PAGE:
Aru Shah and the Tree of Wishes: Pandava, Book 3
By Carrie R. Wheadon,
Common Sense Media Reviewer
Common Sense Media Reviewers
Aru learns about absent father in exciting installment.
A Lot or a Little?
What you will—and won't—find in this book.
Delves into Indian myths and legends of some of the supernatural characters the Pandavas encounter on their quest, including Aranyani, the Hindu goddess of forests and animals; Chandra, the god of the moon; Shani, the lord of Saturn; and Vishwakarma, the god of architecture. Also explains the Hindu festival of Holi. Glossary begins with disclaimer that this is just a small slice of what Indian mythology and legends have to offer.
Strong messages about the importance of family, friends, and trust in others. Things that scare us can also bring us joy. Handling the anxiety of making the "right" decision. The goddess Rohini explains to Aru that "no matter what happens to us, we have choices.... We choose how to look at our lives. We choose what we can live with and what we cannot, and only you can decide."
Positive Role Models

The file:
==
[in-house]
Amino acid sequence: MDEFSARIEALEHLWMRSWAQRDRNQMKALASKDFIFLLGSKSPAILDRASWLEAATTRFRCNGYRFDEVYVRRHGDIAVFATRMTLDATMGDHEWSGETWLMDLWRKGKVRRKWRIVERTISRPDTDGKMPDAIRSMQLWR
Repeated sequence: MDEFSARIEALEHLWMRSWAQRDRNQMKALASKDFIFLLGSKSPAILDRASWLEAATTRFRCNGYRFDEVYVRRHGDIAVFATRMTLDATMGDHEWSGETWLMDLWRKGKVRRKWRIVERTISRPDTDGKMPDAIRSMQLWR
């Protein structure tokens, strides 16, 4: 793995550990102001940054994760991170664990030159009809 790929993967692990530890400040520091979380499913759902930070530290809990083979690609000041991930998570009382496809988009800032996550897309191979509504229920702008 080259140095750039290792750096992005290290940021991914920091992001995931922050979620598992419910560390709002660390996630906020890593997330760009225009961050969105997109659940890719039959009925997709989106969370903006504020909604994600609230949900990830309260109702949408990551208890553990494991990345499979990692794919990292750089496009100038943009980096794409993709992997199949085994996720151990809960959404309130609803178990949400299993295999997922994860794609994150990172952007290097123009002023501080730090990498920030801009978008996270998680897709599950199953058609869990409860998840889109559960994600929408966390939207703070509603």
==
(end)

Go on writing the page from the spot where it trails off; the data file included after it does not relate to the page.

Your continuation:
Aru feels the pressure now to be the leader of her Pandava sisters and friends. She struggles with the stress of making the right choices, and with anger over the way her father abandoned her before she was born (Dad's the villain here too, which also doesn't help). Aru works through her obstacles in brave ways and builds trust with her new little Pandava sisters, twins who were orphaned and have trouble trusting anyone. Mini takes on a more heroic role here, too, showing she can be coolheaded under pressure, saving her friends, and being fine with not getting credit for it (everyone is made to magically forget her heroism). Characters are mostly of Indian decent. Two new important characters are described as darker skinned and part Guyanese. It's briefly mentioned in Book 2 that Brynne is bisexual.
Violence & Scariness
Teens with godly weapons fight demons and supernatural animal creatures in fast-paced scenes. There are minor injuries, some major plummets from great heights, and characters are nearly burned and crushed. One character is drugged and kidnaped. Many mentions of parent loss and abandonment (twins have repeated nightmares of this loss).
Did you know you can flag iffy content? Adjust limits for Violence & Scariness in your kid's entertainment guide.Get started
Sex, Romance & Nudity
Did you know you can flag iffy content? Adjust limits for Sex, Romance & Nudity in your kid's entertainment guide.Get started
Products & Purchases
Aru loves Home Depot and explains why. Mentions of lots of movies and books including Harry Potter, Lord of the Rings, Twilight, and The Grudge.
Parents Need to Know